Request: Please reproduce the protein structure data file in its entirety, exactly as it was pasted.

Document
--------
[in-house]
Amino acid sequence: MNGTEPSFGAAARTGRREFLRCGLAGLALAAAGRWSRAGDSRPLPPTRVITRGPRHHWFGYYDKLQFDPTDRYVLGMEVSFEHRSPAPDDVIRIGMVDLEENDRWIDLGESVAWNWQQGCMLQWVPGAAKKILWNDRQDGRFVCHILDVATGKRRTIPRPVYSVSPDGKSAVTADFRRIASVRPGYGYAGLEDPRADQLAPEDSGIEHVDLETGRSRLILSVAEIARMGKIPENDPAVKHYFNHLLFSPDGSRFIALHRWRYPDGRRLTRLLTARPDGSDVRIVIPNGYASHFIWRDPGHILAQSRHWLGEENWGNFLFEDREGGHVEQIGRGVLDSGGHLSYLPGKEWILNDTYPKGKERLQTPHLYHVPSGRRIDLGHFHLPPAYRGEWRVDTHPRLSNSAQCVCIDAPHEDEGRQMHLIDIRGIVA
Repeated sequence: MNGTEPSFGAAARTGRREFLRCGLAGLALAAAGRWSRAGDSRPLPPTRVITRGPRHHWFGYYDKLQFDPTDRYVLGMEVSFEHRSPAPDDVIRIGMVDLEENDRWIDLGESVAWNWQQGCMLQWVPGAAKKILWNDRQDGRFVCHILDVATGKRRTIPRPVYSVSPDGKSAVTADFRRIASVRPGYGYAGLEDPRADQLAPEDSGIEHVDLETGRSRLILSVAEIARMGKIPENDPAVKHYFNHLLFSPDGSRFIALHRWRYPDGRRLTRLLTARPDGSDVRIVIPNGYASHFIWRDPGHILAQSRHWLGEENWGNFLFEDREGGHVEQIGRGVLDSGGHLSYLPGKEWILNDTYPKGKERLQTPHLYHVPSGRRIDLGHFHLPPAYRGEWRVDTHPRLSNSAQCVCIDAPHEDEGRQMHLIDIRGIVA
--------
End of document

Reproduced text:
[in-house]
Amino acid sequence: MNGTEPSFGAAARTGRREFLRCGLAGLALAAAGRWSRAGDSRPLPPTRVITRGPRHHWFGYYDKLQFDPTDRYVLGMEVSFEHRSPAPDDVIRIGMVDLEENDRWIDLGESVAWNWQQGCMLQWVPGAAKKILWNDRQDGRFVCHILDVATGKRRTIPRPVYSVSPDGKSAVTADFRRIASVRPGYGYAGLEDPRADQLAPEDSGIEHVDLETGRSRLILSVAEIARMGKIPENDPAVKHYFNHLLFSPDGSRFIALHRWRYPDGRRLTRLLTARPDGSDVRIVIPNGYASHFIWRDPGHILAQSRHWLGEENWGNFLFEDREGGHVEQIGRGVLDSGGHLSYLPGKEWILNDTYPKGKERLQTPHLYHVPSGRRIDLGHFHLPPAYRGEWRVDTHPRLSNSAQCVCIDAPHEDEGRQMHLIDIRGIVA
Repeated sequence: MNGTEPSFGAAARTGRREFLRCGLAGLALAAAGRWSRAGDSRPLPPTRVITRGPRHHWFGYYDKLQFDPTDRYVLGMEVSFEHRSPAPDDVIRIGMVDLEENDRWIDLGESVAWNWQQGCMLQWVPGAAKKILWNDRQDGRFVCHILDVATGKRRTIPRPVYSVSPDGKSAVTADFRRIASVRPGYGYAGLEDPRADQLAPEDSGIEHVDLETGRSRLILSVAEIARMGKIPENDPAVKHYFNHLLFSPDGSRFIALHRWRYPDGRRLTRLLTARPDGSDVRIVIPNGYASHFIWRDPGHILAQSRHWLGEENWGNFLFEDREGGHVEQIGRGVLDSGGHLSYLPGKEWILNDTYPKGKERLQTPHLYHVPSGRRIDLGHFHLPPAYRGEWRVDTHPRLSNSAQCVCIDAPHEDEGRQMHLIDIRGIVA